When agriculture was introduced into Europe some 8,500 years ago, early farmers quickly adapted to new diets and pathogens. Now, researchers analyzing DNA from hundreds of West Eurasians who lived several millennia ago reveal how genomes were changed by the transition from hunting and gathering to farming. The findings, published in Nature this week, demonstrate how ancient DNA allows us to observe natural selection on humans directly.
Researchers can study the way we adapted genetically to past events both indirectly and directly. Indirect evidence of adaptations can be detected in patterns of genetic variation in modern genomes today, but these patterns are difficult to date and interpret. The direct way of studying these patterns would be ancient DNA, and until recently, large sample sizes were required to detect selection. But now, better DNA extraction techniques and ever-growing datasets make it possible to conduct a genome-wide scan for selection.
A large international team of researchers led by the Harvard Medical School, University of Adelaide, and University College Dublin sequenced DNA from 230 people who lived in Europe, Turkey, and Siberia between 300 B.C.E. and 6500 B.C.E. Earlier this year, an analysis of 101 ancient Eurasian genomes helped explain the prevalence of traits like skin color and lactose intolerance. Among the new ancient individuals sampled for this study were 26 Neolithic farmers from Anatolia, or modern-day Turkey. Their DNA was extracted from the pyramid-shaped petrous bone (pictured above); this skull bone houses the internal auditory organs, and it’s rich in DNA. Turns out, those 26 Neolithic farmers from the eastern Mediterranean were members of the population that gave rise to Europe’s first farmers.
The team identified 12 positions on the genome where natural selection – specifically related to the introduction and expansion of farming in northern latitudes – appears to have occurred. These DNA regions are associated with diet, immunity, height, and light skin pigmentation.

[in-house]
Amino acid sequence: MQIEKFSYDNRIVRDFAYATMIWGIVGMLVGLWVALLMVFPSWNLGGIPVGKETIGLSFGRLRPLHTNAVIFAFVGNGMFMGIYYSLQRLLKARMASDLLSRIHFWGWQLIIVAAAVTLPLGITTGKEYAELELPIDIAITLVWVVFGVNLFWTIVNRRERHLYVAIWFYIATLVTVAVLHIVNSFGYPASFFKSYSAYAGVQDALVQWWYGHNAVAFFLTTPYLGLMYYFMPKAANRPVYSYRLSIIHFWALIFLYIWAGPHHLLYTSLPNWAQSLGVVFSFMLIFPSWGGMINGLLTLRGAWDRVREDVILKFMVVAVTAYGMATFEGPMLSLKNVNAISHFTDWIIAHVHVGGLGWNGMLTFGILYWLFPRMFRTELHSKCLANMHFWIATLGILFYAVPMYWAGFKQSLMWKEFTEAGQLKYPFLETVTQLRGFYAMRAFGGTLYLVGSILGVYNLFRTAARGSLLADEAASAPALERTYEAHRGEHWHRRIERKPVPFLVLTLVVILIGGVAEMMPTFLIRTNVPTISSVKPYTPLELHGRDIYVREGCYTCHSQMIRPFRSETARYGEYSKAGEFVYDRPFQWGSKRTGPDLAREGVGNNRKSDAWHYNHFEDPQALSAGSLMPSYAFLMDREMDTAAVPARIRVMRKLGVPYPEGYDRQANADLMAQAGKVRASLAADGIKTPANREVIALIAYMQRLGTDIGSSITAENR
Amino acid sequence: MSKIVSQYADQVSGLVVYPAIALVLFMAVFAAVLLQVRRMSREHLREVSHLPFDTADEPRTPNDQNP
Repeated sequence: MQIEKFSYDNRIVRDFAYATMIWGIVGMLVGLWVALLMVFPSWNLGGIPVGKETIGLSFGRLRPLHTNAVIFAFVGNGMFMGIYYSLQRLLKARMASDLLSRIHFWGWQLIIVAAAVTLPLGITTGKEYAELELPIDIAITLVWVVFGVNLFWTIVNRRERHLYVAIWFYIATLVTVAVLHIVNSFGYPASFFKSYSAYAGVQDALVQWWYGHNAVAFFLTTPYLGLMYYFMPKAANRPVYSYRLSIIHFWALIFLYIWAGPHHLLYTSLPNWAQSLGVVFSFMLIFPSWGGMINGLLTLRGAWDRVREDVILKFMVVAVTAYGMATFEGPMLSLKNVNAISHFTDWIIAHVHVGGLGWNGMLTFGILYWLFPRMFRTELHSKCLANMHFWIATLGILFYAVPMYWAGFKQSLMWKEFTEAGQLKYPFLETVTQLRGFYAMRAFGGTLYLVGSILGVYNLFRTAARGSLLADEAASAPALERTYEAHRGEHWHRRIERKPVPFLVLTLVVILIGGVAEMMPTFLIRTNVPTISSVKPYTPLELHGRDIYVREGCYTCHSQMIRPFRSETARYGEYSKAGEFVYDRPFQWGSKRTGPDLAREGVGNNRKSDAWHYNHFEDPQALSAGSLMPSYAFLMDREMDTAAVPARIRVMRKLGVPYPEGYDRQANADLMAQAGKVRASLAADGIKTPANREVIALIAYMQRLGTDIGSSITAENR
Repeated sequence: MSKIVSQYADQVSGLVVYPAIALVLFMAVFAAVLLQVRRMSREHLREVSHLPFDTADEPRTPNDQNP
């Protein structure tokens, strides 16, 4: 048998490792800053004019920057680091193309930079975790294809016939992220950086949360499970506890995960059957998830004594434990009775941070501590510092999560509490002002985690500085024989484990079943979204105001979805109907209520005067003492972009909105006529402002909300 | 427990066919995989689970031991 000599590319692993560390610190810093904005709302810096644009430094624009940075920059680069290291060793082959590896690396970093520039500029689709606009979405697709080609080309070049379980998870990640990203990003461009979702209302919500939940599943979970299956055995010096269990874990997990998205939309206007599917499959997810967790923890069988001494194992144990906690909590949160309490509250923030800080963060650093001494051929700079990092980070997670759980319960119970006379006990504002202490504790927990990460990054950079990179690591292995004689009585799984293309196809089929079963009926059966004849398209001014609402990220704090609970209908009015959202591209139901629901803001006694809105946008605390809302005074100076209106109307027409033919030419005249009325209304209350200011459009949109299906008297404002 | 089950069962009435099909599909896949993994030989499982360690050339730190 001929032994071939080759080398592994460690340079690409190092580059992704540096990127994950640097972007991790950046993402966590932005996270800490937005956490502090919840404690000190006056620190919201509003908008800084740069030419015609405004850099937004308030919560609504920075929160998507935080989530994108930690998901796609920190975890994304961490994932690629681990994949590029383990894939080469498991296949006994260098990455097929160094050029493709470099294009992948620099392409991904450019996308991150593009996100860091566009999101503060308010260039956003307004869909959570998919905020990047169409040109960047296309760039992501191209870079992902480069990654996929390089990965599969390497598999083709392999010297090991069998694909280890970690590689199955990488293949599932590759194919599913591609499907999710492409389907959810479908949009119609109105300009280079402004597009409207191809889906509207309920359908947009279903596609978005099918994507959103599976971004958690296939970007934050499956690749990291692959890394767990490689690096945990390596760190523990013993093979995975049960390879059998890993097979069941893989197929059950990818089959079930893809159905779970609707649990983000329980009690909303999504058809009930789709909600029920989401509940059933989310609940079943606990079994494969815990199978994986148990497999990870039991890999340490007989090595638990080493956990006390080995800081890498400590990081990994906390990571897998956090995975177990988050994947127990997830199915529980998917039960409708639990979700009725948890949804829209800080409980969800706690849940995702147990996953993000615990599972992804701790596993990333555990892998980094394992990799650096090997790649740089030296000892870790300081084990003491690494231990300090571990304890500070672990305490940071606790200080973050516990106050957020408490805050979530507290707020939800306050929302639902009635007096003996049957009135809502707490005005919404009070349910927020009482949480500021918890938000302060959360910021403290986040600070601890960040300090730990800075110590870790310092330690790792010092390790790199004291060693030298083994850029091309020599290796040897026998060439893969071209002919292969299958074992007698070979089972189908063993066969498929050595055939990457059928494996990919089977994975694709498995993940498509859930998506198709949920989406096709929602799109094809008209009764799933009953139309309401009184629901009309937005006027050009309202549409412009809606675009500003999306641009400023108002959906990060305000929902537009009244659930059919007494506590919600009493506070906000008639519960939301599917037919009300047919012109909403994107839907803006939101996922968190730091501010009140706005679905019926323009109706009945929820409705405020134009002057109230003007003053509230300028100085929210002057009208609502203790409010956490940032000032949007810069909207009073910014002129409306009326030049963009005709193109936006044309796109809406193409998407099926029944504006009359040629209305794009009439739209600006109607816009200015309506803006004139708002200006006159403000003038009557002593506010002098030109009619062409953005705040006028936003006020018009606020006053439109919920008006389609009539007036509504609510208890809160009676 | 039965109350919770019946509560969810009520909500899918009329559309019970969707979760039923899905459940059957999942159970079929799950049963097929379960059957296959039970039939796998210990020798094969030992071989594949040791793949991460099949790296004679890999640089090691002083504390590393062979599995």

The transition to farming, for example, favored genes for metabolizing fats, circulating vitamin D levels, and the ability to digest lactose as adults. Two variants appear on genes that have been linked to higher risk of celiac disease; these may have been important in adapting to an agricultural diet, which can result in the deficiency of an amino acid called ergothioneine. As for immunity-related genes, selection favored resistance against tuberculosis, leprosy, and other mycobacterial infections.
Additionally, the team detected two independent signals for height: a selection for reduced height on the Iberian Peninsula relative to both Anatolian and central European samples, followed by a signal for increased height in the Eurasian steppe populations around Russia. These suggest that the modern south–north gradient in height across Europe is due to both increased steppe ancestry in northern populations as well as selection for decreased height in southern Europe.
“It’s a great mystery how present-day populations got to be the way we are today, both in terms of how our ancestors moved around and intermingled and how populations developed the adaptations that help us survive a bit better in the different environments in which we live,” Harvard’s David Reich said in a statement. “Now that ancient DNA is available at the genome-wide scale and in large sample sizes, we have an extraordinary new instrument for studying these questions.”